I Am Woman: A Native Perspective on Sociology and Feminism

I Am Woman: A Native Perspective on Sociology and Feminism

Lee Maracle / Jul 20, 2019

I Am Woman A Native Perspective on Sociology and Feminism A revised edition of Lee Maracle s visionary book which links teaching of her First Nations heritage with feminism

  • Title: I Am Woman: A Native Perspective on Sociology and Feminism
  • Author: Lee Maracle
  • ISBN: 9780889740594
  • Page: 392
  • Format: Paperback
  • A revised edition of Lee Maracle s visionary book which links teaching of her First Nations heritage with feminism.

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    About "Lee Maracle"

      • Lee Maracle

        Born in Vancouver, British Columbia, she grew up in the neighbouring city of North Vancouver and attended Simon Fraser University She was one of the first Aboriginal people to be published in the early 1970s.Maracle is one of the most prolific aboriginal authors in Canada and a recognized authority on issues pertaining to aboriginal people and aboriginal literature She is an award winning poet, novelist, performance storyteller, scriptwriter, actor and keeper mythmaker among the St l people.Maracle was one of the founders of the En owkin International School of Writing in Penticton, British Columbia and the cultural director of the Centre for Indigenous Theatre in Toronto, Ontario.Maracle has given hundreds of speeches on political, historical, and feminist sociological topics related to native people, and conducted dozens of workshops on personal and cultural reclamation She has served as a consultant on First Nations self government and has an extensive history in community development She has been described as a walking history book and an international expert on Canadian First Nations culture and history.Maracle has taught at the University of Toronto, University of Waterloo, Southern Oregon University and has served as professor of Canadian culture at Western Washington University She currently lives in Toronto, teaching at the University of Toronto First Nations House She most recently was the writer in residence at the University of Guelph.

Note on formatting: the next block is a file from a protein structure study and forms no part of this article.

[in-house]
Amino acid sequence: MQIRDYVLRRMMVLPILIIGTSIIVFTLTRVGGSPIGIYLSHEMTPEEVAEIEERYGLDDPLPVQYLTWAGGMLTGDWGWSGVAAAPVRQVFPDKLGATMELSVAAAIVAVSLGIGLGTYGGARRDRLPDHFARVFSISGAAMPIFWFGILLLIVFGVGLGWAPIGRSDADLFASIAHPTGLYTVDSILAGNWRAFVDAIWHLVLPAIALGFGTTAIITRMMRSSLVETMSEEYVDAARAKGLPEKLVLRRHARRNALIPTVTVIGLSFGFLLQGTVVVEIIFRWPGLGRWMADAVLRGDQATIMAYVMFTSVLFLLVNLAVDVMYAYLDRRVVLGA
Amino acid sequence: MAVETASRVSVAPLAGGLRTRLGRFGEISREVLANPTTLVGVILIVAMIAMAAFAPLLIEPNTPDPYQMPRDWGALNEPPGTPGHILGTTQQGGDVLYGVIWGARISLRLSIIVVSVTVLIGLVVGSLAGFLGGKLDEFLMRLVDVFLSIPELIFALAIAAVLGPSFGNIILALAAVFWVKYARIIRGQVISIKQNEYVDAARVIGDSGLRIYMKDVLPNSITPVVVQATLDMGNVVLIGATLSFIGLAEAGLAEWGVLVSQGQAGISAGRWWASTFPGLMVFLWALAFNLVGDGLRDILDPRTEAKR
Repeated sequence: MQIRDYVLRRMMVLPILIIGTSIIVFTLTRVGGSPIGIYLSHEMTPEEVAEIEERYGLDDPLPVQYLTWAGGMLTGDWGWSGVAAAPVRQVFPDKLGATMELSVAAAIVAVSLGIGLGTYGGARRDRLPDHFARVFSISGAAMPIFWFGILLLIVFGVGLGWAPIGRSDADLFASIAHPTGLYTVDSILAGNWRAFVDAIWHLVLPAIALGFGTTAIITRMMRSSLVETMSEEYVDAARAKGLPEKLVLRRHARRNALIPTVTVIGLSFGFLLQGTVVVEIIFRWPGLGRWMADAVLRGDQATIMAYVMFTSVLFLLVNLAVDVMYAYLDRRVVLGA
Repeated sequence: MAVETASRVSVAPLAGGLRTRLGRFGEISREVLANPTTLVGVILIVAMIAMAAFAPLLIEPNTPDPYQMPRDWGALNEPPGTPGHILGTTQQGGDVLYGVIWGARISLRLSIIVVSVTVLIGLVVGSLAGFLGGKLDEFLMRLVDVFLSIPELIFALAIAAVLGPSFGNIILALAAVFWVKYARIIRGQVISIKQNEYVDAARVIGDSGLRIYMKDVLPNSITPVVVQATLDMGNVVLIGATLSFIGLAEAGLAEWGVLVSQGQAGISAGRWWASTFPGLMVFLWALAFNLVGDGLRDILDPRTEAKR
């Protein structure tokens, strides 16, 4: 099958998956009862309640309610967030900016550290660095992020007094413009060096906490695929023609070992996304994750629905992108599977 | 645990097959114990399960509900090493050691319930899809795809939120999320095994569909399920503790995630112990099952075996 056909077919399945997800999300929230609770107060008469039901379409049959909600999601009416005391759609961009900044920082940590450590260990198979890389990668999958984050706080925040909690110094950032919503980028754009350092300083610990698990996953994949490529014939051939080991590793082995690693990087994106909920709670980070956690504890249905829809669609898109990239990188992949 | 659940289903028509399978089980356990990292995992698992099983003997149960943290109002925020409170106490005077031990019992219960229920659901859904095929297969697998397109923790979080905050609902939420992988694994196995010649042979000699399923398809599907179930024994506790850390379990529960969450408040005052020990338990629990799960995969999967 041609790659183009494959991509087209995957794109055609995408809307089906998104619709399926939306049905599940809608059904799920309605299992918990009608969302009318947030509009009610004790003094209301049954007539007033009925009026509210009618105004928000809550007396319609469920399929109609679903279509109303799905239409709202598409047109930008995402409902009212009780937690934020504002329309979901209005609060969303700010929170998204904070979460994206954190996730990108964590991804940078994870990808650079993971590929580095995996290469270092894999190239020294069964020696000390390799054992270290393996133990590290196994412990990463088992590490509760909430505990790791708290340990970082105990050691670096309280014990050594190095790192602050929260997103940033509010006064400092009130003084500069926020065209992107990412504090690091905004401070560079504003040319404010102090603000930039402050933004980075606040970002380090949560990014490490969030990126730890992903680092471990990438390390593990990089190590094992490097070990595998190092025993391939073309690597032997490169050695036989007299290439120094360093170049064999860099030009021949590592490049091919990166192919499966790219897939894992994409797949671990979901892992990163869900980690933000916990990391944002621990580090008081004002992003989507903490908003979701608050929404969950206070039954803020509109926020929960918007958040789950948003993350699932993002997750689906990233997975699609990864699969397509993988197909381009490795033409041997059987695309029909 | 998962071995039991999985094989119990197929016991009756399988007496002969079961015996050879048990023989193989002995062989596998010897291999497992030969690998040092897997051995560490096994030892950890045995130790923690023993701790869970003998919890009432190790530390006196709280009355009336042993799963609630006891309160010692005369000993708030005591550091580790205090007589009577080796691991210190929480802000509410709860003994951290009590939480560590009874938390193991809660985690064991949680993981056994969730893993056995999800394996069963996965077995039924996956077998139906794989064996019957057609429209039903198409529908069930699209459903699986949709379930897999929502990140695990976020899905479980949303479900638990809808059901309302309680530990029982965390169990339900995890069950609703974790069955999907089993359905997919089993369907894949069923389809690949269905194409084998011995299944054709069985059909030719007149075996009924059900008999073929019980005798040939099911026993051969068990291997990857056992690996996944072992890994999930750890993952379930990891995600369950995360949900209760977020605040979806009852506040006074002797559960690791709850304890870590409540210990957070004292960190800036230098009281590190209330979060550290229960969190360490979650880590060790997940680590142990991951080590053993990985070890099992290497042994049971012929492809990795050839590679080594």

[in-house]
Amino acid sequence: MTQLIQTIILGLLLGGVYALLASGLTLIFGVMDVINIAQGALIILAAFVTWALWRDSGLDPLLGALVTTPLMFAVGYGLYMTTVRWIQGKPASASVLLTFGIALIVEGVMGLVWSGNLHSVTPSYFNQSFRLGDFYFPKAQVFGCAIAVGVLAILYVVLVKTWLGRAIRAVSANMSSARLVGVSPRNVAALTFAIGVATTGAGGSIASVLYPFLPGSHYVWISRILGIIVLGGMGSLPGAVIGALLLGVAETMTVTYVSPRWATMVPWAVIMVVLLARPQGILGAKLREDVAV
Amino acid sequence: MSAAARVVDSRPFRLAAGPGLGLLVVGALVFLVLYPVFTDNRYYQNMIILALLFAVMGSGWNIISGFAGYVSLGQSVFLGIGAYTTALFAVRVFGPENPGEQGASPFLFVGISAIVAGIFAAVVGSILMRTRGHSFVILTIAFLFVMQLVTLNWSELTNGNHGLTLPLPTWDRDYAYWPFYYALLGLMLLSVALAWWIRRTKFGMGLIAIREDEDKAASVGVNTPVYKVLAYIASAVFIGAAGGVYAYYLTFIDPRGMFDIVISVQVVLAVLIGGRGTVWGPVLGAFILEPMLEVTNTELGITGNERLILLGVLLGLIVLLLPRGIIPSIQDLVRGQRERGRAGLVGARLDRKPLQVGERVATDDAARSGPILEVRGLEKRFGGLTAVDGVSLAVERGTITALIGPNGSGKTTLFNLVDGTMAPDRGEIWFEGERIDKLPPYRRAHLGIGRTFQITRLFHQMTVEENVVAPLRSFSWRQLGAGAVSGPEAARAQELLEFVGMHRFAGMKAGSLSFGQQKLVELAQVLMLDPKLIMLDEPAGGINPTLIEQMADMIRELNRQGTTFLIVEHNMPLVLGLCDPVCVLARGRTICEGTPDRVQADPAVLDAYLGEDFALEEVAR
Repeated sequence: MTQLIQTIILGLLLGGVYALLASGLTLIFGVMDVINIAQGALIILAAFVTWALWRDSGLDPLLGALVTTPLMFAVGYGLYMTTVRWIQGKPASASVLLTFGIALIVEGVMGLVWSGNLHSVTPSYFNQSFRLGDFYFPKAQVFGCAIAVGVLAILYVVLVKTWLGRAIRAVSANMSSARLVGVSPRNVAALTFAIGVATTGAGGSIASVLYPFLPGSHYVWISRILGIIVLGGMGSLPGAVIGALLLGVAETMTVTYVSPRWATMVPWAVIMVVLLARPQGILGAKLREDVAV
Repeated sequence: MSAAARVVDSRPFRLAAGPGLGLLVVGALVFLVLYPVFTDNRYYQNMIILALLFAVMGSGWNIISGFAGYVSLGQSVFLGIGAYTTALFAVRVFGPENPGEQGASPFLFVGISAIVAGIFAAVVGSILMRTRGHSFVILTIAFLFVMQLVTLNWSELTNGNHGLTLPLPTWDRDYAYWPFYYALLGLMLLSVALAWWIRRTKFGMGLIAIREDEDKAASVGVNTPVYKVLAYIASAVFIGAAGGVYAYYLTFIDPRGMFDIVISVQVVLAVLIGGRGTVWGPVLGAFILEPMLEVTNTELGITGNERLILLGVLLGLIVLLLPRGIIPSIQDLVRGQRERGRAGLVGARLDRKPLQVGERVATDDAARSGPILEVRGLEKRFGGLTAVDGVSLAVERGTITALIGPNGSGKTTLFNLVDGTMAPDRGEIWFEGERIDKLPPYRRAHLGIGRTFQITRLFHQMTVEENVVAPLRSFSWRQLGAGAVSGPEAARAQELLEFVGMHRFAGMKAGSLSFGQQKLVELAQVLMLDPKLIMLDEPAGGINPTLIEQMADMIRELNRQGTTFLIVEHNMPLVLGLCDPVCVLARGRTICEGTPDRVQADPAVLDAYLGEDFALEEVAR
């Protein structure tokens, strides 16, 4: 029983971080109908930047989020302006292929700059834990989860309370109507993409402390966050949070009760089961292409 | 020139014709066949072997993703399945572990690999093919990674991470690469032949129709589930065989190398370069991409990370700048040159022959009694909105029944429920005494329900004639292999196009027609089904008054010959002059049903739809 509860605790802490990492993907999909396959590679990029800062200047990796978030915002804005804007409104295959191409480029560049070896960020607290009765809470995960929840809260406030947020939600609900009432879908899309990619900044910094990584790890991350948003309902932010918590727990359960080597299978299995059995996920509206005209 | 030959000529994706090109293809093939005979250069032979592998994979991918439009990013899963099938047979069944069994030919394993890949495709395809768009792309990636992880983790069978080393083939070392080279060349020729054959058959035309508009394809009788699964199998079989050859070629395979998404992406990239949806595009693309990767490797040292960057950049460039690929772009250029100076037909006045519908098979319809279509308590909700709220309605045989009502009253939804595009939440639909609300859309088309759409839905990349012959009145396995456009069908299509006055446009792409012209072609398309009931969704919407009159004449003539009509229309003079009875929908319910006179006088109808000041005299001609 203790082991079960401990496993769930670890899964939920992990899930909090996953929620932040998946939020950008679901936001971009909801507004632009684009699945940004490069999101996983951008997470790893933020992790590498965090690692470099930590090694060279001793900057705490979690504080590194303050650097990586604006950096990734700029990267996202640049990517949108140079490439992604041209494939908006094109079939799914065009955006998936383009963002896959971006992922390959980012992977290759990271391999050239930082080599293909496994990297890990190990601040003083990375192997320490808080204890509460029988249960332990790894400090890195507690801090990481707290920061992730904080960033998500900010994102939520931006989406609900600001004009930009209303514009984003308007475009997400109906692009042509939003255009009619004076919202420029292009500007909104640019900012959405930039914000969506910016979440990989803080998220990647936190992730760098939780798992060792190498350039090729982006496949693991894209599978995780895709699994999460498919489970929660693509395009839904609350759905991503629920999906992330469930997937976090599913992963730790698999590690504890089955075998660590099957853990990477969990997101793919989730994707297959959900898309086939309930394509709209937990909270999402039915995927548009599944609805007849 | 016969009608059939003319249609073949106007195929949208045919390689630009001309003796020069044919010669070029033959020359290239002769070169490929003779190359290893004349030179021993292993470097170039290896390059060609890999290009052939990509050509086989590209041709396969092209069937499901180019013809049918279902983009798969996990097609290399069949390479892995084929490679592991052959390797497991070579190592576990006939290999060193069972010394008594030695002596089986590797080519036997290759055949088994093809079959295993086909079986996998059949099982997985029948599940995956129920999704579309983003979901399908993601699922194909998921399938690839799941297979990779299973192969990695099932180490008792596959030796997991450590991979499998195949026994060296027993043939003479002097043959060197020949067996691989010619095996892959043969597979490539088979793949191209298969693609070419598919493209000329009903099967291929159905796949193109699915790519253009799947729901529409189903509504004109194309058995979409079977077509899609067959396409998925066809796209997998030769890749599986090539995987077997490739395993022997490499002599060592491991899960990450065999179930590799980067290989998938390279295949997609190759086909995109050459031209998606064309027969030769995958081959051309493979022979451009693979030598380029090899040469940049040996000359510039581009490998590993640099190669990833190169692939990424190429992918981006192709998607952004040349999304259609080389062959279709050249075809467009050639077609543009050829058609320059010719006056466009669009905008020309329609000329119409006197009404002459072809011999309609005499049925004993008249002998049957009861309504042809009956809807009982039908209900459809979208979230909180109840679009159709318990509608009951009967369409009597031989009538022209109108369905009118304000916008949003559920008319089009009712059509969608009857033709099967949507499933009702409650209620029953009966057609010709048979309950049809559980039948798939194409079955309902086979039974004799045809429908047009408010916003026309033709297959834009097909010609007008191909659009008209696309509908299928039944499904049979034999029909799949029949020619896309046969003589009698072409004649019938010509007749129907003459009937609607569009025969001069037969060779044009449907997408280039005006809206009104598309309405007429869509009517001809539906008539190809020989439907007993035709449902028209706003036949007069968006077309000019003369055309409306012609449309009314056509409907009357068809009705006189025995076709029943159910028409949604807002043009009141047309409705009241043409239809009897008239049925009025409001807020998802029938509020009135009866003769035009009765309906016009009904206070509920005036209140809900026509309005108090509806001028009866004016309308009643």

515 Comments

    1. Her writing is very free, in that you'll find her 'ranting' at some points. I enjoy ranting.She brings up lots of interesting points which I feel unable to synthesize. Instead I'll give you some of my highlighted passages:"By its very nature, racism only permits the victimized race to engage that hatred among its own. Lateral violence among Native people is about our anti-colonial rage working itself out in an expression of hate for one another.""To be raped is to be sexually violated. For socie [...]


    2. As an "inside look at the madness that the colonial process creates," this is a reasonable book to read. But then I wouldn't want to do that too often. I was looking for more than that, and was a little disappointed.